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What is my name?


What Is My Name? deals with the theme of forced cultural assimilation by a dominant group of people over the indigenous minority, and the resulting long-term repercussions. It exposes the history of the “Indian residential school system” which saw thousands of Aboriginal children taken away from their families and homes, and put into the harsh and often abusive environment of church administered, government-funded schools from the nineteenth to the mid twentieth centuries.


The work depicts various scenes from traditional camp life to school life, and the physical and mental transformation of the children. The base of the tree contains scenes of life on the land referencing the idea of family and cultural roots, the place where one comes from and to which one belongs. The branches, comprised of scenes from life at the residential schools, symbolize the growing of ill, even fatal, effects of contact with non-aboriginals on Aboriginal peoples. Like the branches in a genealogical tree, they also suggest that future generations must deal with the consequences of the loss of cultural identities and ancestral languages .


In her previous projects, Karine Giboulo focused on the social, economic, and political situation of “the other” in foreign lands, and the role of the Westerners was minimized. The latter would usually make an appearance as a guest (or intruder) in the world of “the other”. Their presence was used as a narrative device to illustrate an idea about globalization in our contemporary world. In this diorama, Giboulo focuses her attention on the West, and the story of her own country. Claiming (as she often does about all of her work) that “when we talk about others we are actually talking about our- selves”, here she is committed to directly critiquing the self while assuming the part of the oppressor.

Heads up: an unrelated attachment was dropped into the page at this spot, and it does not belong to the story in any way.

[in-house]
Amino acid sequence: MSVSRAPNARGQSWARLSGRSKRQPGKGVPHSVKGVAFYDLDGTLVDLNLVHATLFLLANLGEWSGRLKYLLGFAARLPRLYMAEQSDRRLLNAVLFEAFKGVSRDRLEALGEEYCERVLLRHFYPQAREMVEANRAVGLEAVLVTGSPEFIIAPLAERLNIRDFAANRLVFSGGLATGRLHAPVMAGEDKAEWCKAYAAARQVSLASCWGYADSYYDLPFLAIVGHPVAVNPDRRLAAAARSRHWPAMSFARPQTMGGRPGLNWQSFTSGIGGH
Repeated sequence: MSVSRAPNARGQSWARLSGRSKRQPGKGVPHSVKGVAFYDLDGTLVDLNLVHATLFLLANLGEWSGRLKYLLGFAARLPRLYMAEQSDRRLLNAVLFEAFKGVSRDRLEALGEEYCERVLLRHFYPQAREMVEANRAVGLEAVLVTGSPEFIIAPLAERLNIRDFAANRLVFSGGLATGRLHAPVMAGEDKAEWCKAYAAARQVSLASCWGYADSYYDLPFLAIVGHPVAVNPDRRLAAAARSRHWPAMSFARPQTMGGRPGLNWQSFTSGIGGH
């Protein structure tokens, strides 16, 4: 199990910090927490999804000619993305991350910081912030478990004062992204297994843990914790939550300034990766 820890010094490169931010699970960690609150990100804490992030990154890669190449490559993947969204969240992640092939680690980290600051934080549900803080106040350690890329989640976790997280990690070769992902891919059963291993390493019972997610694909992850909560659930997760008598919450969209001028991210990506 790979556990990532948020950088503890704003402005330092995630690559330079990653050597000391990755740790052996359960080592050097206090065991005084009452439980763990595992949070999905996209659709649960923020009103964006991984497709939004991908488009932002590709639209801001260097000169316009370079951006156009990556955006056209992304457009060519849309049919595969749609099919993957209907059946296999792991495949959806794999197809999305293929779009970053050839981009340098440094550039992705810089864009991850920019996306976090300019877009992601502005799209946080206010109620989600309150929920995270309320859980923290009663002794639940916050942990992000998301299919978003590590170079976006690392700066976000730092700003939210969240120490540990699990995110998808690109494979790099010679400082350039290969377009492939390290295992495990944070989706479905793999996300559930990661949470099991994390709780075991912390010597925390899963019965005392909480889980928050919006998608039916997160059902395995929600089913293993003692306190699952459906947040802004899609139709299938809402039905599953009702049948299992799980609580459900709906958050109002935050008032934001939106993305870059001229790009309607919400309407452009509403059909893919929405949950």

This work is an acknowledgment by the artist of the historical plight and suffering of the Aboriginal peoples of Canada. It is meant to help the artist come to grips with wrongdoings from the perspective of the descendant of the transgressor. It is about exposing an atrocious history through compassion and regret. Giboulo states that this project was “a labour of love”, and that she treated each of her delicately hand-sculpted figures with sensitivity, sympathy, and respect.

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